MALAYSIA raked in RM113.3 billion from plantation commodity exports last year, the best ever performance, as global demand for vegetable oils, rubber and cocoa butter surpassed supply.
To a certain extent, the higher demand was also fuelled by the weakening of the US dollar against the ringgit.
Malaysia's plantation-based commodities comprise palm oil, rubber, timber, cocoa, tobacco and pepper. In the last decade, the commodities sector was the nation's second largest contributor after manufacturing. Since then, the exports had also tripled in value.
The US dollar forms the basis for major index of commodity prices. Hence, Malaysia's plantation commodity exports like palm oil, rubber, timber, cocoa and pepper are quoted in the greenback. Last year, the US dollar weakened by 11 per cent against the ringgit from RM3.45 to RM3.06.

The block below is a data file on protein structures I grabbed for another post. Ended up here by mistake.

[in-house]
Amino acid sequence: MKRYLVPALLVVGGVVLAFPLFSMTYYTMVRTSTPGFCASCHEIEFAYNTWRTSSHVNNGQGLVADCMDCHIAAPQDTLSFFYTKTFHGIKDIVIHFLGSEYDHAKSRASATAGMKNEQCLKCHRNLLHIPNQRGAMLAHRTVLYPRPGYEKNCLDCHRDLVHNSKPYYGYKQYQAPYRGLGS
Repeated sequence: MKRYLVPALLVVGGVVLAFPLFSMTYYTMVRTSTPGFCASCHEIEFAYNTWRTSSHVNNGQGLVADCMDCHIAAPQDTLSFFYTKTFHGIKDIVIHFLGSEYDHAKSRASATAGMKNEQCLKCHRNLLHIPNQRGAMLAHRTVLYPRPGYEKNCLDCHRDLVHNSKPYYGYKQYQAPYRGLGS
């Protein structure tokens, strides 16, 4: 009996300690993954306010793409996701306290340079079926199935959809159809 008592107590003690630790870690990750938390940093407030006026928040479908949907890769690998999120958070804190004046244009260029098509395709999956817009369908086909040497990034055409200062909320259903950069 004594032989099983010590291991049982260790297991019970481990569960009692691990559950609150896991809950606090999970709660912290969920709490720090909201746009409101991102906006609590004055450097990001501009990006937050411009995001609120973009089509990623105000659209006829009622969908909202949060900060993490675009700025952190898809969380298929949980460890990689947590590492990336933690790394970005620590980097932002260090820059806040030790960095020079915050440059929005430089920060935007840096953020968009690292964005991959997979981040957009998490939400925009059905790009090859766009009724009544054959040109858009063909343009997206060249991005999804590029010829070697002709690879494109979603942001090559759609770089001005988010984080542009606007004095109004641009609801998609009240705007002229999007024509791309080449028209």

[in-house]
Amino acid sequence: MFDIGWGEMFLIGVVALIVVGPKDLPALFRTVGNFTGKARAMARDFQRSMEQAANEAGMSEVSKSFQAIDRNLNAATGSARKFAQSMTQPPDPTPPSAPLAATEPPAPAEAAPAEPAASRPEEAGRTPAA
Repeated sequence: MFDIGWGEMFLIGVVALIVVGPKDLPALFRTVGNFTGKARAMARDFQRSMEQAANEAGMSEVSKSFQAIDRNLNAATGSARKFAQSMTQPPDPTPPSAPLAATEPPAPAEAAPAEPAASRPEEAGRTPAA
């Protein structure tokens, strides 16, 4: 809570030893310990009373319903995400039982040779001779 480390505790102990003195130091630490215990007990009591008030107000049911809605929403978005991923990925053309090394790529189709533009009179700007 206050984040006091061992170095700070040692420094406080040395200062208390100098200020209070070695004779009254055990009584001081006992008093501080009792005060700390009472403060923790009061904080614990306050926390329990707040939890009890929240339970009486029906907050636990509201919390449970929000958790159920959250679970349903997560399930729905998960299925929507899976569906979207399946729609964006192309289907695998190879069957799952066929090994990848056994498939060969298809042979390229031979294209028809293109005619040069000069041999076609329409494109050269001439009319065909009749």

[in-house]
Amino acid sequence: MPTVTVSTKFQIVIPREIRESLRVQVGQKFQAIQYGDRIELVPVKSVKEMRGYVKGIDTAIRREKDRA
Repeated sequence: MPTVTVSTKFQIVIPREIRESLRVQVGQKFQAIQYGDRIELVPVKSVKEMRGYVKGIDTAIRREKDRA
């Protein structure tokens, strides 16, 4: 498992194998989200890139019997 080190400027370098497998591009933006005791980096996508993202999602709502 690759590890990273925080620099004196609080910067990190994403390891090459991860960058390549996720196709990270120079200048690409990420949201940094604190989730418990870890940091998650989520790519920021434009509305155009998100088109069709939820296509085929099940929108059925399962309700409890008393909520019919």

Dompok said palm oil earnings of RM62.85 billion had made up the bulk of the country's plantation commodities exports last year. High palm oil prices have contributed to high exports. Last year, palm oil prices averaged at around RM2,700 a tonne, slightly less than RM2,800 a tonne in 2008.
The minister was speaking to reporters in Putrajaya yesterday after witnessing the signing of agreements between Malaysian Rubber Board and Felda Rubber Industries Sdn Bhd and Mardec Bhd on the commercialisation of renewable industrial rubber called Ekoprena and Pureprena.
He noted that last year's most improved performer was the rubber sector. It jumped 49 per cent to RM24.67 billion from 2009's RM16.59 billion, thanks to soaring natural rubber prices.
As crude oil prices soar above US$100 (RM305) a barrel, Dompok anticipates slightly more output of natural rubber because tyremakers use both synthetic and natural rubber. Current high rubber prices will motivate smallholders to tap their rubber trees more frequently.
"Rubber tappers are likely to harvest close to a million tonnes this year. We can't go too far from that level because we only have about one million hectares of rubber plantations. They are the same old trees," he said.